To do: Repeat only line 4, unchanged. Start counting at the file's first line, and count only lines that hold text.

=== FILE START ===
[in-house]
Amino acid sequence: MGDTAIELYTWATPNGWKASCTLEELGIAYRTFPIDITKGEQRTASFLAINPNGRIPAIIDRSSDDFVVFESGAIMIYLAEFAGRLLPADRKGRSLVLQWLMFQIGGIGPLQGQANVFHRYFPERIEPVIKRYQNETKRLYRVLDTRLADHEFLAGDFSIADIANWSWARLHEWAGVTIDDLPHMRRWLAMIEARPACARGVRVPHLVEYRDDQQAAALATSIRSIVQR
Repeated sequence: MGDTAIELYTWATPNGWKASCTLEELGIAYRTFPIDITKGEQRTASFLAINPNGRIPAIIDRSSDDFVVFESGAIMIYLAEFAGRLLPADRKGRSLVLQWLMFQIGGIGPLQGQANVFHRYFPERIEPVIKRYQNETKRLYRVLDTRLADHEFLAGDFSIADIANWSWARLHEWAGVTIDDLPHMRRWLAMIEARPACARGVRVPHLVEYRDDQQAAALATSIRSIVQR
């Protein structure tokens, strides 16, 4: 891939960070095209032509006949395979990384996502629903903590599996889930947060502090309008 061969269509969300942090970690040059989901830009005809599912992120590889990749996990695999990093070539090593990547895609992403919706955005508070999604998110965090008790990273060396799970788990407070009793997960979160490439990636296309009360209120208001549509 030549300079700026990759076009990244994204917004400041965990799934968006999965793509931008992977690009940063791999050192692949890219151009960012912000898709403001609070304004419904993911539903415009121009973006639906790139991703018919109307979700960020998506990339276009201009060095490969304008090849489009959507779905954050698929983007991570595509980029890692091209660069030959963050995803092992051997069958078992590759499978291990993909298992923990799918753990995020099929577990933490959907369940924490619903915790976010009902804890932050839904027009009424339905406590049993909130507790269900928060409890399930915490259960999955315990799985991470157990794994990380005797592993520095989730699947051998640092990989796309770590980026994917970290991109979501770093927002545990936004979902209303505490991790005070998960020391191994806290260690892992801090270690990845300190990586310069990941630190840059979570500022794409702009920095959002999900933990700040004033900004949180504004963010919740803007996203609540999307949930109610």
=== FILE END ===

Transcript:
């Protein structure tokens, strides 16, 4: 891939960070095209032509006949395979990384996502629903903590599996889930947060502090309008 061969269509969300942090970690040059989901830009005809599912992120590889990749996990695999990093070539090593990547895609992403919706955005508070999604998110965090008790990273060396799970788990407070009793997960979160490439990636296309009360209120208001549509 030549300079700026990759076009990244994204917004400041965990799934968006999965793509931008992977690009940063791999050192692949890219151009960012912000898709403001609070304004419904993911539903415009121009973006639906790139991703018919109307979700960020998506990339276009201009060095490969304008090849489009959507779905954050698929983007991570595509980029890692091209660069030959963050995803092992051997069958078992590759499978291990993909298992923990799918753990995020099929577990933490959907369940924490619903915790976010009902804890932050839904027009009424339905406590049993909130507790269900928060409890399930915490259960999955315990799985991470157990794994990380005797592993520095989730699947051998640092990989796309770590980026994917970290991109979501770093927002545990936004979902209303505490991790005070998960020391191994806290260690892992801090270690990845300190990586310069990941630190840059979570500022794409702009920095959002999900933990700040004033900004949180504004963010919740803007996203609540999307949930109610």